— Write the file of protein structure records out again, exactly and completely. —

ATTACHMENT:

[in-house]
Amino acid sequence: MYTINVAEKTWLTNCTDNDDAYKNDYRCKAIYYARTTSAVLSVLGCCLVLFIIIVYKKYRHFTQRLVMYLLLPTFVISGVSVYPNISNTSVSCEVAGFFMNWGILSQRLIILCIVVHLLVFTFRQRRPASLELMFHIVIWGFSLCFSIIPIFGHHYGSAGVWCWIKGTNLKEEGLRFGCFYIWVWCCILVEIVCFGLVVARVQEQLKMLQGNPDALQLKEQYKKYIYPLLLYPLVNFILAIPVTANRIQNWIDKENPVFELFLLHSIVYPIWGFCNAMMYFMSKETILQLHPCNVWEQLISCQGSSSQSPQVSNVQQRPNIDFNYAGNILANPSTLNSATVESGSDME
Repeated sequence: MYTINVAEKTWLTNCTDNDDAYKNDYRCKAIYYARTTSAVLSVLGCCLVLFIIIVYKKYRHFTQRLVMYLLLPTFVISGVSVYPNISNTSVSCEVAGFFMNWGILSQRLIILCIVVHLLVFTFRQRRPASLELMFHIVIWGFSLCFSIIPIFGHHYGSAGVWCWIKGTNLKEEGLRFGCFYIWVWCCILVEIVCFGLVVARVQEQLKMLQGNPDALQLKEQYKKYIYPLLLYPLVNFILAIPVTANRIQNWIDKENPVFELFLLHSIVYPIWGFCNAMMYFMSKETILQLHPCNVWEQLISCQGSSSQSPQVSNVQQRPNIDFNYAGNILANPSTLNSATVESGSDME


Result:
[in-house]
Amino acid sequence: MYTINVAEKTWLTNCTDNDDAYKNDYRCKAIYYARTTSAVLSVLGCCLVLFIIIVYKKYRHFTQRLVMYLLLPTFVISGVSVYPNISNTSVSCEVAGFFMNWGILSQRLIILCIVVHLLVFTFRQRRPASLELMFHIVIWGFSLCFSIIPIFGHHYGSAGVWCWIKGTNLKEEGLRFGCFYIWVWCCILVEIVCFGLVVARVQEQLKMLQGNPDALQLKEQYKKYIYPLLLYPLVNFILAIPVTANRIQNWIDKENPVFELFLLHSIVYPIWGFCNAMMYFMSKETILQLHPCNVWEQLISCQGSSSQSPQVSNVQQRPNIDFNYAGNILANPSTLNSATVESGSDME
Repeated sequence: MYTINVAEKTWLTNCTDNDDAYKNDYRCKAIYYARTTSAVLSVLGCCLVLFIIIVYKKYRHFTQRLVMYLLLPTFVISGVSVYPNISNTSVSCEVAGFFMNWGILSQRLIILCIVVHLLVFTFRQRRPASLELMFHIVIWGFSLCFSIIPIFGHHYGSAGVWCWIKGTNLKEEGLRFGCFYIWVWCCILVEIVCFGLVVARVQEQLKMLQGNPDALQLKEQYKKYIYPLLLYPLVNFILAIPVTANRIQNWIDKENPVFELFLLHSIVYPIWGFCNAMMYFMSKETILQLHPCNVWEQLISCQGSSSQSPQVSNVQQRPNIDFNYAGNILANPSTLNSATVESGSDME